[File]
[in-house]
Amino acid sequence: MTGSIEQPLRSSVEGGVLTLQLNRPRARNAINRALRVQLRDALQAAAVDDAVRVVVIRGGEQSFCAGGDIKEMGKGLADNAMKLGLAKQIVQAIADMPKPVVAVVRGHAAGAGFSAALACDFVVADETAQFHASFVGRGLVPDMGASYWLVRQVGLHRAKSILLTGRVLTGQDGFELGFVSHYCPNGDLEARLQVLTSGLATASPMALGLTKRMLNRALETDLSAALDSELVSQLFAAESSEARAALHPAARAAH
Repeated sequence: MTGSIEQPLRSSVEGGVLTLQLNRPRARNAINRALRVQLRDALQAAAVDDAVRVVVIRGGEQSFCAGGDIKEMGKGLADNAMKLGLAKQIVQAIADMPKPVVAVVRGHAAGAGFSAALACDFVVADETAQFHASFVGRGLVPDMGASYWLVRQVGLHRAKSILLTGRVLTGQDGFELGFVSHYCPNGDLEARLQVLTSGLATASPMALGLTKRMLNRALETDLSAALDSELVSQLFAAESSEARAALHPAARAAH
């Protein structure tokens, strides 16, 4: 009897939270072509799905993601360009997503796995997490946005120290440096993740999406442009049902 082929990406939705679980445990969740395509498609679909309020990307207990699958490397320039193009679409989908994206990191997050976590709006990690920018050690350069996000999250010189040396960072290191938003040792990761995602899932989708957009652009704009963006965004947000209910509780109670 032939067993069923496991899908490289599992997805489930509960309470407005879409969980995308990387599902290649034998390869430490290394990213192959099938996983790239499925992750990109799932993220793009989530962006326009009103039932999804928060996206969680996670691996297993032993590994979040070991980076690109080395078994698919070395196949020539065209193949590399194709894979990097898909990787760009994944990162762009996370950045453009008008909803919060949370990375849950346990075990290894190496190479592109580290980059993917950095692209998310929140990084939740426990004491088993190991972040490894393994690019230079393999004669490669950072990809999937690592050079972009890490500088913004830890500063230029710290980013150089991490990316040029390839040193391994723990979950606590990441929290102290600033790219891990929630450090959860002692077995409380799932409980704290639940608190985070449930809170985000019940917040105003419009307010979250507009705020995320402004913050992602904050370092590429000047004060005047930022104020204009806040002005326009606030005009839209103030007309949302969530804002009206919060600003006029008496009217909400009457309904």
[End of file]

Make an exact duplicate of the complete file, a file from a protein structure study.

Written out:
[in-house]
Amino acid sequence: MTGSIEQPLRSSVEGGVLTLQLNRPRARNAINRALRVQLRDALQAAAVDDAVRVVVIRGGEQSFCAGGDIKEMGKGLADNAMKLGLAKQIVQAIADMPKPVVAVVRGHAAGAGFSAALACDFVVADETAQFHASFVGRGLVPDMGASYWLVRQVGLHRAKSILLTGRVLTGQDGFELGFVSHYCPNGDLEARLQVLTSGLATASPMALGLTKRMLNRALETDLSAALDSELVSQLFAAESSEARAALHPAARAAH
Repeated sequence: MTGSIEQPLRSSVEGGVLTLQLNRPRARNAINRALRVQLRDALQAAAVDDAVRVVVIRGGEQSFCAGGDIKEMGKGLADNAMKLGLAKQIVQAIADMPKPVVAVVRGHAAGAGFSAALACDFVVADETAQFHASFVGRGLVPDMGASYWLVRQVGLHRAKSILLTGRVLTGQDGFELGFVSHYCPNGDLEARLQVLTSGLATASPMALGLTKRMLNRALETDLSAALDSELVSQLFAAESSEARAALHPAARAAH
């Protein structure tokens, strides 16, 4: 009897939270072509799905993601360009997503796995997490946005120290440096993740999406442009049902 082929990406939705679980445990969740395509498609679909309020990307207990699958490397320039193009679409989908994206990191997050976590709006990690920018050690350069996000999250010189040396960072290191938003040792990761995602899932989708957009652009704009963006965004947000209910509780109670 032939067993069923496991899908490289599992997805489930509960309470407005879409969980995308990387599902290649034998390869430490290394990213192959099938996983790239499925992750990109799932993220793009989530962006326009009103039932999804928060996206969680996670691996297993032993590994979040070991980076690109080395078994698919070395196949020539065209193949590399194709894979990097898909990787760009994944990162762009996370950045453009008008909803919060949370990375849950346990075990290894190496190479592109580290980059993917950095692209998310929140990084939740426990004491088993190991972040490894393994690019230079393999004669490669950072990809999937690592050079972009890490500088913004830890500063230029710290980013150089991490990316040029390839040193391994723990979950606590990441929290102290600033790219891990929630450090959860002692077995409380799932409980704290639940608190985070449930809170985000019940917040105003419009307010979250507009705020995320402004913050992602904050370092590429000047004060005047930022104020204009806040002005326009606030005009839209103030007309949302969530804002009206919060600003006029008496009217909400009457309904």